Spinning for Tuna

Does spinning tackle have a place offshore?

If you like offshore fishing imagine this—three days running around the Gulf of Mexico in a triple Yamaha-powered 42-foot Invincible center console doing nothing but fishing for yellowfin and blackfin tuna with surface plugs.

The excitement of watching tuna attack a popper right before your eyes, not once, but again and again and again, is enough to give any saltwater angler heart palpitations. The Yamaha team recently spent some time with Bill Butler, owner of Venice Marina, aboard his tournament-rigged boat. Using his vast knowledge of the Gulf, Bill really put our team on the fish.

Casting poppers and working them in an erratic fashion to get a finicky gamefish to bite requires the right kind of tackle. This kind of tackle should be capable of making long casts and fast retrieves. Obviously, it's a job for spinning tackle, but can spinning tackle stand up to the power of tuna? Not only was it able to, the gear we fished put quite a hurting on the fish, which ran from 25-pound blackfins to 70-pound yellowfins.

Even big tuna like this one can be handled with 65-pound-test braid on heavy spinning gear.
Spinning tackle has come a long way on the big game scene in recent years. The introduction of ultra-expensive oversized spinning reels started with an elite fraternity of surf casters who needed big, strong reels with lots of line capacity and super-smooth drags - but it didn't end there. After its introduction and rapid rise to popularity, vertical jigging became the next technique that got saltwater anglers interested in oversized spinning tackle. While casting is not a prerequisite when jigging, (most of which consists of positioning the boat over potential fish holding structure or schools of bait or gamefish and then dropping the jigs straight down) it does offer some strategic advantages. The key to successful vertical jigging is working the metals in a quick, erratic manner or with long lift and drop motions. Spinning tackle can pick up more line in a single turn of the handle than most high-speed conventional reels. Once this advantage was realized and it became obvious that the new generation reels could indeed hold up to the power of tuna, they started showing up on offshore grounds.

The revolution in heavy-duty spinning tackle didn't stop with the surf crowd. All the major reel manufacturers stepped up to the plate with products that were bigger, stronger, held a ton of line and offered drags with enough stopping power to put the brakes on a small elephant. Today, manufacturers offer tuna-strong reels at more modest price points. When this phenomenon first began, only a few reels were available that could meet the rigorous demands of challenging pelagic brawlers, and they were very expensive, most in the $700 to $1,000 price range. Now there are models that can be purchased for under $300 and are capable of doing the job dependably.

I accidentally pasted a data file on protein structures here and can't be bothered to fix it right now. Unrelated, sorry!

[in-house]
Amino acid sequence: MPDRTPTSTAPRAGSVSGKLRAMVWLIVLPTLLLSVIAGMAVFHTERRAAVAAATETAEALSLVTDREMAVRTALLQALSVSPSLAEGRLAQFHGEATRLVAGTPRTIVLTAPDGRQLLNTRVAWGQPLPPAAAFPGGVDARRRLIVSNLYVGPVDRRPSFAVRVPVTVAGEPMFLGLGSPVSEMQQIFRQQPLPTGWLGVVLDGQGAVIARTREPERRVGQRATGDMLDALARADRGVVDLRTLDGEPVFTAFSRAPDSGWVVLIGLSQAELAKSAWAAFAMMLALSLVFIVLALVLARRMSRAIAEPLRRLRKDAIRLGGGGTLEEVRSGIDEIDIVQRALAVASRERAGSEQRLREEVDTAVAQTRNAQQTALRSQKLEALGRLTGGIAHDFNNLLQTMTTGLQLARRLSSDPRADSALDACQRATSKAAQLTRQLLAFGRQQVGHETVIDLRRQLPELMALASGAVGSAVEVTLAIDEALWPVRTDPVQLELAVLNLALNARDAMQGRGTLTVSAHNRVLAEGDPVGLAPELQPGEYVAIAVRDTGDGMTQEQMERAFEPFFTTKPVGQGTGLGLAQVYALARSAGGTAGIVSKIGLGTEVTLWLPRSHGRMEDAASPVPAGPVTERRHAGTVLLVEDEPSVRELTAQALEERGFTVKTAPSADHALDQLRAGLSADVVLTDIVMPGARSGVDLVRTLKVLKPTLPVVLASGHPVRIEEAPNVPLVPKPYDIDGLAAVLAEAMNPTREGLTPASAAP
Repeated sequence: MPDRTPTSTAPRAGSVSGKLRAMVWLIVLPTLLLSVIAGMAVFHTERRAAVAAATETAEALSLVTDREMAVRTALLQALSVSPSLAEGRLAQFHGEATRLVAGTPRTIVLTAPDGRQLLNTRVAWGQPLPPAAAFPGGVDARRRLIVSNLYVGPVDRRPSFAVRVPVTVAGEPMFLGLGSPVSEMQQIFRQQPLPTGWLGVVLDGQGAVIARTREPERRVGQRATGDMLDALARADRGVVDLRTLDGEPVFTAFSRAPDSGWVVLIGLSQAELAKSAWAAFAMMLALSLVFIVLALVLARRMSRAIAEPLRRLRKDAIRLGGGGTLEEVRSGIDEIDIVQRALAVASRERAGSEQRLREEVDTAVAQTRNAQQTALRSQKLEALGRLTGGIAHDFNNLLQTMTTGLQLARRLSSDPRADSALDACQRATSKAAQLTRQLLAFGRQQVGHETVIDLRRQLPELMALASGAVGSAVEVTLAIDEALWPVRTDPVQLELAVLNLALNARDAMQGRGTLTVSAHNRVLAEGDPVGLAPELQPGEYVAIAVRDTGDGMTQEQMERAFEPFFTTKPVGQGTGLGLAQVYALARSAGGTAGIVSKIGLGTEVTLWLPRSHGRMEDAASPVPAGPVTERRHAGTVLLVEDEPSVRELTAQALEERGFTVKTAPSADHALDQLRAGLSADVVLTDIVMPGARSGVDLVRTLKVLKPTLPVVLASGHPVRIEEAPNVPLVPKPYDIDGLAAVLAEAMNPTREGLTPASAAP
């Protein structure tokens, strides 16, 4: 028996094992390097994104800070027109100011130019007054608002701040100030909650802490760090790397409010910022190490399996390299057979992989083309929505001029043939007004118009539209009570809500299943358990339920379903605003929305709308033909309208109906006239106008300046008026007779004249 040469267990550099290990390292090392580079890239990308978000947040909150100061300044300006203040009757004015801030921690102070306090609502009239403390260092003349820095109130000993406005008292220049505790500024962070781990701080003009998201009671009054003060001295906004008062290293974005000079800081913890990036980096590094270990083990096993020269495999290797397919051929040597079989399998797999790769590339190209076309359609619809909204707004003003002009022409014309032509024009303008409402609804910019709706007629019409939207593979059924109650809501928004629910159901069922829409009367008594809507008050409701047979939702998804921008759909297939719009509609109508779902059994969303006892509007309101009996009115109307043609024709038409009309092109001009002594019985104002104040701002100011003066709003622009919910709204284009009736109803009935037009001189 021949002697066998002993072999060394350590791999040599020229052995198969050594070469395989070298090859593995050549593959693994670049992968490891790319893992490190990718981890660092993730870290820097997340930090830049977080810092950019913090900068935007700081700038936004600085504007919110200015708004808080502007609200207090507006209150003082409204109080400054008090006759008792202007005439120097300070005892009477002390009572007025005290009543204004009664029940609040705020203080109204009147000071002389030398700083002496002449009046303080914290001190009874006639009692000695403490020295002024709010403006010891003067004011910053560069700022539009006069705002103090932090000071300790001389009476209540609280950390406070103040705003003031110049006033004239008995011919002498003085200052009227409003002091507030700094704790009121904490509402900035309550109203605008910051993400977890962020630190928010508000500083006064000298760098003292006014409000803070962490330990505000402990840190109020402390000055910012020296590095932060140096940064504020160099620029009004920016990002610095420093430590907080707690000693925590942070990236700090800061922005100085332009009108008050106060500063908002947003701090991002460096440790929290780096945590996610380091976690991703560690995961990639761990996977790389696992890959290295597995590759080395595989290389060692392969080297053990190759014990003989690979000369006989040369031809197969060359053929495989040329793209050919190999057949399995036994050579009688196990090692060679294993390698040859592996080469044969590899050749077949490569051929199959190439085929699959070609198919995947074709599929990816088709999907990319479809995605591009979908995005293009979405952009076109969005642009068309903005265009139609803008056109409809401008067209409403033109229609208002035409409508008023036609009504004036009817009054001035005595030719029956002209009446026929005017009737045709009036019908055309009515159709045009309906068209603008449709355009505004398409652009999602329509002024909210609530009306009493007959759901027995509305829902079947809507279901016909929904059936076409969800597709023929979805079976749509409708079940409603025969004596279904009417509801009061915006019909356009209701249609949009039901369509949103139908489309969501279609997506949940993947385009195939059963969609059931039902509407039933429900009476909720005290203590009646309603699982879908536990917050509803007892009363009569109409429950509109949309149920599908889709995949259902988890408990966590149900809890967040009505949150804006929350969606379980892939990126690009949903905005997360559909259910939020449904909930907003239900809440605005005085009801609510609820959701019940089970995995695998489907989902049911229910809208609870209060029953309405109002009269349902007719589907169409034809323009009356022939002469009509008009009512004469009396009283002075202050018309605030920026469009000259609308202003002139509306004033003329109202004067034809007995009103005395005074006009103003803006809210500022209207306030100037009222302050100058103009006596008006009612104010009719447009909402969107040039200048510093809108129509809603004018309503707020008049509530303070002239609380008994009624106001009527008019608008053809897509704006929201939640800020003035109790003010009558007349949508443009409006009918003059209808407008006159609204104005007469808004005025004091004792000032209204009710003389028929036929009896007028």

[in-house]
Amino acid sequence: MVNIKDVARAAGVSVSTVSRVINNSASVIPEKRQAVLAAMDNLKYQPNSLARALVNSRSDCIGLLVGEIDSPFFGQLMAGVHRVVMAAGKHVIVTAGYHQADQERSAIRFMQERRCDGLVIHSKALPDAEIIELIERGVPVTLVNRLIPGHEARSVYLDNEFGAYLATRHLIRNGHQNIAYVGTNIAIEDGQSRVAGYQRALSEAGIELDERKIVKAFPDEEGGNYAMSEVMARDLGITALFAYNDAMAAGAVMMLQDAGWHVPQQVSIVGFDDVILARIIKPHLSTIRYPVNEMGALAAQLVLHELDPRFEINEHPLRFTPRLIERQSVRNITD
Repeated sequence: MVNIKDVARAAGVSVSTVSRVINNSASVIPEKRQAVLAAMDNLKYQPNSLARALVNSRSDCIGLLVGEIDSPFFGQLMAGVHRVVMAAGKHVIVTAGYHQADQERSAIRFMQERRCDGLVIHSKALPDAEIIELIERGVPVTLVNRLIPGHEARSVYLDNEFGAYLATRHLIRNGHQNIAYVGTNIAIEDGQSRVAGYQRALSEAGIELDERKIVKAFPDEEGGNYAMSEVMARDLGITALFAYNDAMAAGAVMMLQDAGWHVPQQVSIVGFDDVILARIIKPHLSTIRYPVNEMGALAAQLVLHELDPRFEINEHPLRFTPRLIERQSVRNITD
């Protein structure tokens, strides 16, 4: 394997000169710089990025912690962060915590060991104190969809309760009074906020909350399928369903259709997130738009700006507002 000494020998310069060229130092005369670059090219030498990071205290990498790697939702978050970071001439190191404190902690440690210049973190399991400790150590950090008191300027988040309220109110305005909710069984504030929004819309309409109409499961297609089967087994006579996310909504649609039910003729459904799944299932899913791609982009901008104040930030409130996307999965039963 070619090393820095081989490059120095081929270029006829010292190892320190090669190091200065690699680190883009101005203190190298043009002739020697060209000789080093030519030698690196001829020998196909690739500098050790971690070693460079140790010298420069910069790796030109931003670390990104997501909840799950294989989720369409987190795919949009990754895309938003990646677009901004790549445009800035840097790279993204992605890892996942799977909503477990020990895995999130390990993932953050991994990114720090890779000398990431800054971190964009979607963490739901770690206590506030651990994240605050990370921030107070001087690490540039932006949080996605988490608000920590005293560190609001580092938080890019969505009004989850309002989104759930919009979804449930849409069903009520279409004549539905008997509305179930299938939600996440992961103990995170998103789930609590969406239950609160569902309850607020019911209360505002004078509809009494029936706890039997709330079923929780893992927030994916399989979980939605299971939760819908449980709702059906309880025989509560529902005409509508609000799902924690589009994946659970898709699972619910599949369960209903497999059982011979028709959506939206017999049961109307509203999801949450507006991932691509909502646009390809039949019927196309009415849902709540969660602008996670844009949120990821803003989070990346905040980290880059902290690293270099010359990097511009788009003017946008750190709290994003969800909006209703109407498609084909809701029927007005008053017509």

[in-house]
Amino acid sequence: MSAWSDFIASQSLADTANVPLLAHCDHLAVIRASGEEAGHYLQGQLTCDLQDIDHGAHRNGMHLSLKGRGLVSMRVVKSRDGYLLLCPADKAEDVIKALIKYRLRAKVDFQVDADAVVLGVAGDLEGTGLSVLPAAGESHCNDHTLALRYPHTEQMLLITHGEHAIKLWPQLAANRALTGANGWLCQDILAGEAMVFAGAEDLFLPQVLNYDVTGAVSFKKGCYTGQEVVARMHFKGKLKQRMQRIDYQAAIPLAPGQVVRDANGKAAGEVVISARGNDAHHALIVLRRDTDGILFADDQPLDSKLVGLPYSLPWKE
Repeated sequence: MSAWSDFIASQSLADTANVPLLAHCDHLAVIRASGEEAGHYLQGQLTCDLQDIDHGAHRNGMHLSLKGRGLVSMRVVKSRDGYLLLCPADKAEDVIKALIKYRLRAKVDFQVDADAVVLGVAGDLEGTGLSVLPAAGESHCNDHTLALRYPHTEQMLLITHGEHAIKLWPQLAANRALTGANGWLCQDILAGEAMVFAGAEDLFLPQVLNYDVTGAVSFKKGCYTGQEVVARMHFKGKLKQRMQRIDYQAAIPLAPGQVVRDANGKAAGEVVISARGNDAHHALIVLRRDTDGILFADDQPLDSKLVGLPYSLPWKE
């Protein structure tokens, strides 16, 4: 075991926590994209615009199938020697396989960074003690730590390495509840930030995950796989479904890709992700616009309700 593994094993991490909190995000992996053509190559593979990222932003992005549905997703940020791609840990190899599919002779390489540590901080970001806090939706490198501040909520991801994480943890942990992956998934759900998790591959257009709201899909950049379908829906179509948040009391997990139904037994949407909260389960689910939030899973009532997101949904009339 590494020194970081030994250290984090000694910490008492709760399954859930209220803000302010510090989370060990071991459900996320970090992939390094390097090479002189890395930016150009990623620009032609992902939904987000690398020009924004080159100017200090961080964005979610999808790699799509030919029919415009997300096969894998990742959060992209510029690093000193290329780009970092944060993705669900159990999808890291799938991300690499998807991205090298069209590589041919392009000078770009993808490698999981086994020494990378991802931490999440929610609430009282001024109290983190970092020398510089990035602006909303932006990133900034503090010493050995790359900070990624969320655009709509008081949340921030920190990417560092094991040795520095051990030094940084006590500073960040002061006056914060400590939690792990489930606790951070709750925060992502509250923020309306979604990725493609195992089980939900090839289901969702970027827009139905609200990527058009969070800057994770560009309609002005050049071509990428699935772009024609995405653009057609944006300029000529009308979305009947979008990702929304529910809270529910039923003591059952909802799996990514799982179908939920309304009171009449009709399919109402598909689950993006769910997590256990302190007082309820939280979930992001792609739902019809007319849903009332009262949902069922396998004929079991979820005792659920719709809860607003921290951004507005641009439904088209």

Blackfins are another natural offshore target for spinning gear loaded with strong braid.
Rod manufacturers also went back to the drawing board and developed a variety of specialty saltwater sticks that could cover the gamut of big game fishing needs, from jigging to casting surface lures. These products provide the actions and backbone necessary to make them applicable to catching tuna. They incorporate blends of materials that make them as close to indestructible as possible, and there are a variety of lengths and actions that cover the gamut of techniques used offshore.

In the Gulf with Butler, we used longer rods designed for casting and working poppers for tuna. Those rods were 7-feet 10-inches in length, and could throw surface plugs up to four ounces a long way. When fishing around oil and gas production platforms, casting distance is important and the longer rods did the trick. When a tuna was hooked, even the larger yellowfins, the rods proved to be excellent fighting tools.

When a tuna is hooked on the surface, the early phase of the fight can incorporate long runs near the surface, and the longer rods worked fine with the 65-pound test braided line and drag settings in the 18- to 20-pound range. As a tuna tires, it will run deep and eventually begin to circle straight below the boat. This requires a lot of lifting power to work it back to the surface, something longer rods with softer actions do not do well. But these tuna popping rods, while soft in the tip for casting, offered plenty of backbone to lift the fish during the end game.

Here's some great eating, courtesy of spinning gear and a fast-moving plug.
On a trip with Capt. Jim Freda of Shore Catch Charters in New Jersey (aboard his Yamaha-powered 28-foot Parker® Sport Cabin), team Yamaha had the opportunity to jig bluefin tuna. While some on board were fishing with conventional reels and jigging rods, Capt. Freda used a spinner with a jigging stick designed for tuna. He said he liked the way the spinning reel picked up line when he was dropping the flutter jigs to the bottom in a hundred-plus feet of water and then working them back up using a fast, erratic retrieve. He did a great job of making the jig dance, or at least the tuna thought so, because he hooked up frequently. He mentioned he has caught bluefin up to 100 pounds on spinning tackle, and has had clients beat fish considerably bigger on theirs.

Spinning tackle for offshore fishing has come of age, and it's being used to catch fish that would have been considered unlikely at best just a few short years ago. It offers the offshore enthusiast another tackle option for challenging the ocean's strongest pelagic species. Fishing for tuna with spinning tackle is both fun and productive. If you enjoy offshore fishing, give it a try this summer!

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